This was the unanswered question behind interactivity. To help answer it, the DSRC contracted with Lucasfilm’s subsidiary Lucasfilm Games to come up with a game that exploited the technology’s advantages. Perhaps Douglas Crockford was not the best choice for the job. He thought the videogame industry, which was in its third year of recession, “pathetic” and spent ten months wrestling with existential issues of home entertainment. What is interactivity? Crockford spoke of the paradox he saw in videogames: a joystick and a screen seem to provide unlimited possibilities, but practical limits keep players on one thinly disguised track or another. He argued that interactivity should create an emotional experience within the player, plausibly by repeating an earlier enjoyable routine, and called for an interactive experience that “Mom”–who was an archetype, not a stereotype, in opposition to young male gamers–could enjoy.

Crockford did not succeed in his quest to redefine interactive video at RCA. It did not help to initially nickname the engineers’ work “Compressovision,” criticize Luther’s audio compression, and propose, as one Sarnoff engineer described it, “a pleasant, flying dream-like application with no goal or challenge for the player. We were befuddled but wanted to put faith in anything associated with Lucas.” Nor did his final report’s mix of myth, philosophy, his five-year-old daughter’s interactive preferences, and whimsy prove persuasive.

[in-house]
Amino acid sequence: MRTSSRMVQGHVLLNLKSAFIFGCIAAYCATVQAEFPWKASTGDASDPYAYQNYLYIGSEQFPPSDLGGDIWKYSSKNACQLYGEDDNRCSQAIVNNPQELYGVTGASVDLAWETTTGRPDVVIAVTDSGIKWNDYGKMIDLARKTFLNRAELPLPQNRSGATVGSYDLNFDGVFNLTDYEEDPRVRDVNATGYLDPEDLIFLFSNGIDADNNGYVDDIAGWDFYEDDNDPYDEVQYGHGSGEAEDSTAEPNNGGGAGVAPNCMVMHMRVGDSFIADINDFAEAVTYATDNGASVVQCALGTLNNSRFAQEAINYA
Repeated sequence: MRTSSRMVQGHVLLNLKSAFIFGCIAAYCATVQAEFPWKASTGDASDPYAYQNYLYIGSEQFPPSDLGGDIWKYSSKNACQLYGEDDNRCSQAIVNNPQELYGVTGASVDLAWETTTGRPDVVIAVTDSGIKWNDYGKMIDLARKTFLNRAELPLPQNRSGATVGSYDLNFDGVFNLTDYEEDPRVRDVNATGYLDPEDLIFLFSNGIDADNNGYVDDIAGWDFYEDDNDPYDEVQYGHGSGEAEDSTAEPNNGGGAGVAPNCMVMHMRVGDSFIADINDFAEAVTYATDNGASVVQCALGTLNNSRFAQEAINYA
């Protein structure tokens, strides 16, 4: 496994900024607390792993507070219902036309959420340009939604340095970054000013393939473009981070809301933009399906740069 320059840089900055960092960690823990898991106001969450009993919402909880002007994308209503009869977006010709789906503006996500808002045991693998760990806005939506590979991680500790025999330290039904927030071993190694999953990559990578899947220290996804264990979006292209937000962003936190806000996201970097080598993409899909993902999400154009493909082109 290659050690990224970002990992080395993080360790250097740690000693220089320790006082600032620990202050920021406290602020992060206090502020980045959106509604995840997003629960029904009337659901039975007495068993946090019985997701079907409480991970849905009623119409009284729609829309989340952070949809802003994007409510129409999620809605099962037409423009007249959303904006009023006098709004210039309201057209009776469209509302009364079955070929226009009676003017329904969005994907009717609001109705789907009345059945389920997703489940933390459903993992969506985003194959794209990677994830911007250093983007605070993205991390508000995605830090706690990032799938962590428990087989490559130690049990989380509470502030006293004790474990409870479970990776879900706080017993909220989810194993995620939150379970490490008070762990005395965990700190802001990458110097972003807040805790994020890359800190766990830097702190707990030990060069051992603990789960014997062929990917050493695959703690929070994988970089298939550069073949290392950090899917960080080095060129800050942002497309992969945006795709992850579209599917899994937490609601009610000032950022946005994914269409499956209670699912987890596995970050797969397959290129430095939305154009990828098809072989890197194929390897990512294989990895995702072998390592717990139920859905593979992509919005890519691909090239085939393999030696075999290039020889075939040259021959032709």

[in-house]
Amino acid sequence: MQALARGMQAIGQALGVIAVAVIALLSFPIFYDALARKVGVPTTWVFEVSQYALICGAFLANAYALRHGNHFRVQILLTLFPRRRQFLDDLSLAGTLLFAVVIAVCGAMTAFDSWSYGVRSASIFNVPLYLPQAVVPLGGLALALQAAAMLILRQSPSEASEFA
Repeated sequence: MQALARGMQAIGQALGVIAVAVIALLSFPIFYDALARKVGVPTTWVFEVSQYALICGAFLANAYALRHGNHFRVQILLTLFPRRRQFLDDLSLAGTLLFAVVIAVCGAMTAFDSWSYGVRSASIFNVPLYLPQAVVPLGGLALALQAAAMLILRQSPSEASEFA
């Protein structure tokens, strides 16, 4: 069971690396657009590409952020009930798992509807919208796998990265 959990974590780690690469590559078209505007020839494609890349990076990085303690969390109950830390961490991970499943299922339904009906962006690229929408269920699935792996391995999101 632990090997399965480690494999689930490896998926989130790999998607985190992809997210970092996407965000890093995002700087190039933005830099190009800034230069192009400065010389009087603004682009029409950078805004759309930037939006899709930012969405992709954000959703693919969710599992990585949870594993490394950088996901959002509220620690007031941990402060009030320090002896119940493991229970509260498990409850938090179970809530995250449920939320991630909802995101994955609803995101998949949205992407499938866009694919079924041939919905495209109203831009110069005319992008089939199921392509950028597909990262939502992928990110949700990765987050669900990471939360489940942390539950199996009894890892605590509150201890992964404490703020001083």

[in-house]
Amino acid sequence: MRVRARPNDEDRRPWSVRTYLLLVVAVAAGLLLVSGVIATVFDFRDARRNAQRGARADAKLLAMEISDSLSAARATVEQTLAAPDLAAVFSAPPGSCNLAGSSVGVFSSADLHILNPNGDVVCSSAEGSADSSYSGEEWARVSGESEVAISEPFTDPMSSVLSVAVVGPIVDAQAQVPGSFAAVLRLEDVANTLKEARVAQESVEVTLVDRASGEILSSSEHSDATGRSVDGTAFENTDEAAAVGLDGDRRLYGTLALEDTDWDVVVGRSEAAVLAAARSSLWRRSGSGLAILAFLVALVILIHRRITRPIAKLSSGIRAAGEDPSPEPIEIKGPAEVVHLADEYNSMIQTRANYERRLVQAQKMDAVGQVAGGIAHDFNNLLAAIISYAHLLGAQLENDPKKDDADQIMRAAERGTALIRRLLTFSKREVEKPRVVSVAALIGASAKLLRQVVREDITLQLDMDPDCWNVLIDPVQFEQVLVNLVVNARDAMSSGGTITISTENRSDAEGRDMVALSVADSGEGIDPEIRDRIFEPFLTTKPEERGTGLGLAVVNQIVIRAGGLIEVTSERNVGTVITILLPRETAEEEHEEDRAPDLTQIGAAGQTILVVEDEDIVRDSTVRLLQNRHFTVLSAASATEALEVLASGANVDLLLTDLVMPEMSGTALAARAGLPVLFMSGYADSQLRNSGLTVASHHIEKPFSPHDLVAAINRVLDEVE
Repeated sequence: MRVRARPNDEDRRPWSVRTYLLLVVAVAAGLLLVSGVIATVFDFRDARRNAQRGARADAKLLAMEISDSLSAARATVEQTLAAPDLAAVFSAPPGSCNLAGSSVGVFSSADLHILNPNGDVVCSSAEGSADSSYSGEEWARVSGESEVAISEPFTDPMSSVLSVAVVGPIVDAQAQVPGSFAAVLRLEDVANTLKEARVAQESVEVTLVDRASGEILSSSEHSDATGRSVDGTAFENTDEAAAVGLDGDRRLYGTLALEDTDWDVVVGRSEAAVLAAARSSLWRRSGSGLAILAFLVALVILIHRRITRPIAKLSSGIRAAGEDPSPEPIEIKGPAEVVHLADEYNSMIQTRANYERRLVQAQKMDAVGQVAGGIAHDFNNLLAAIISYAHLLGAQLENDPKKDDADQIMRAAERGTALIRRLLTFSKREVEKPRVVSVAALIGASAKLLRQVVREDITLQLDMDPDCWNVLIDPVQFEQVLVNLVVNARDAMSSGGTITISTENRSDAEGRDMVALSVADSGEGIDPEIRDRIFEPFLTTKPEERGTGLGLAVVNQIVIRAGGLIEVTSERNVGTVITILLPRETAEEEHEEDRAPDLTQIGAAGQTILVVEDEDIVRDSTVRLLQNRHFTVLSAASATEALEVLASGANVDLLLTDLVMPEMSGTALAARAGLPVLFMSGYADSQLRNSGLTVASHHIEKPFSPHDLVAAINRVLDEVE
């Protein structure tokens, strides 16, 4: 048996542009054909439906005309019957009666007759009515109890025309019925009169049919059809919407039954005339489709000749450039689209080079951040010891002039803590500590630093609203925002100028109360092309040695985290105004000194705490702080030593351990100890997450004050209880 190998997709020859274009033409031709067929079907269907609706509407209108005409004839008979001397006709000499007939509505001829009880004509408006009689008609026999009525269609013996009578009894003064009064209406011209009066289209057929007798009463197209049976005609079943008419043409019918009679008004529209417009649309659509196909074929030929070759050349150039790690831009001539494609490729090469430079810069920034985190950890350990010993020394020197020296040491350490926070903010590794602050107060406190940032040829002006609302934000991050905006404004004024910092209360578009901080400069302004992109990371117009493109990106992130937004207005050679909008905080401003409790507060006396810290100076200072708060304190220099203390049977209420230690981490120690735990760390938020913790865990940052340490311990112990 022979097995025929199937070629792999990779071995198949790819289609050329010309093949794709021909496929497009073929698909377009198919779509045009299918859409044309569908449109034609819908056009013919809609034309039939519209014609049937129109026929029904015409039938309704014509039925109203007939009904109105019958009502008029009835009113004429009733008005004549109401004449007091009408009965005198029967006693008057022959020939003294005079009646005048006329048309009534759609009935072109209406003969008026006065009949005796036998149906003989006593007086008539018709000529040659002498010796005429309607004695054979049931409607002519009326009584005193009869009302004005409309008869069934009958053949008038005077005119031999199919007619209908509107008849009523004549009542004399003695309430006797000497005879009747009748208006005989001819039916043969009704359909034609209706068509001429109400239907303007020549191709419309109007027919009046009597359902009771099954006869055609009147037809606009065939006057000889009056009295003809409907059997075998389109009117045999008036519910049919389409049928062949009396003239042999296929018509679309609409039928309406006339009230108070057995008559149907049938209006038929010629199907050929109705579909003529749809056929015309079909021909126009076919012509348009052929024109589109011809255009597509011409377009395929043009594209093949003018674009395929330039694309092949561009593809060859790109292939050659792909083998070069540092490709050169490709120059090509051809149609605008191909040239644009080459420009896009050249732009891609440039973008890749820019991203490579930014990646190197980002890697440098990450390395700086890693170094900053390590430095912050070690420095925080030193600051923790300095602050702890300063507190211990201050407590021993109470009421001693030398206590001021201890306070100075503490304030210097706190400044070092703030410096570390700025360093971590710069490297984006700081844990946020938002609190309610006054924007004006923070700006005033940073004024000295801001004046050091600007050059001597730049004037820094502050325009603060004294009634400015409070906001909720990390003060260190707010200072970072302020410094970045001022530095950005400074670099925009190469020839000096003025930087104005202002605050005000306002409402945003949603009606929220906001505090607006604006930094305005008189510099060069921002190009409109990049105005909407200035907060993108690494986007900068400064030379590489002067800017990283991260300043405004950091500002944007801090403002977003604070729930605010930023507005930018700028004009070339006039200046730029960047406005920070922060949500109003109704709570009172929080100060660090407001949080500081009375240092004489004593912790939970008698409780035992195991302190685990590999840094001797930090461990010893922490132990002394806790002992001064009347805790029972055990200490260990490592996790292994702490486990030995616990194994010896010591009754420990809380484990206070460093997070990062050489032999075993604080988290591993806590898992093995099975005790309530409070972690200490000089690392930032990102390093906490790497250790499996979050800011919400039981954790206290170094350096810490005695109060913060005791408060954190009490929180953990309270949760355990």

Instead the DSRC found funding for production through a traditional venue: children’s education. With Children’s Television Workshop, the creators of Sesame Street, it developed “Words in the Neighborhood,” where video sequences coordinated with graphical overlays and synchronized audio allowed young children using a joystick to learn the similarities in words beginning with the same letter. More ambitious was “Palenque,” a Bank Street College of Education production based on the PBS series, The Voyage of the Mimi, and featuring the same young Ben Affleck. In this case he journeyed to the Mayan city and surrounding jungle to learn about archaeology and ecology. This required location filming and recording, taking one photo per step in what researcher Jeremy Pollack called a proto-Google Street View, and sometimes using a fisheye lens to generate seamless 360-degree views of some scenes. Graphical, textual, audio, and additional video overlays provided more information as the user, climbing the towers and walking through jungle, desired. It was a tour de force of what one could do in the educational market with interactive video on a PC, and academics investigating approaches to computerized education cited it frequently.

In the middle of these successes, General Electric Company (GE) bought RCA for the value of its assets. Neither the DSRC nor the interactive project was considered economically useful, and Kaiman, Luther, and their superiors argued vigorously for an opportunity to show off their technology to the computer industry before closing it out. In a decision as narrow as the one to preserve the labs, GE approved a presentation at Microsoft’s CD-ROM conference in March 1987. The auditorium was packed with over a thousand onlookers by Bill Gates’s introduction, word of mouth, suggestive marketing, and RCA’s reputation. Kaiman, Digital Systems Group leader Larry Ryan, and Luther projected and explained the DVI clips from the array of applications of full-motion, compressed video while a stereo classical soundtrack filled the air. Having concluded the demo of what Kaiman called a “new technology,” he called on the crowd to join them in creating a “new industry.” David Sarnoff, speaking to a smaller crowd in 1939 on RCA’s introduction of scheduled electronic television, would have been pleased. As all three men stood, they were greeted with thunderous applause that grew into a standing ovation.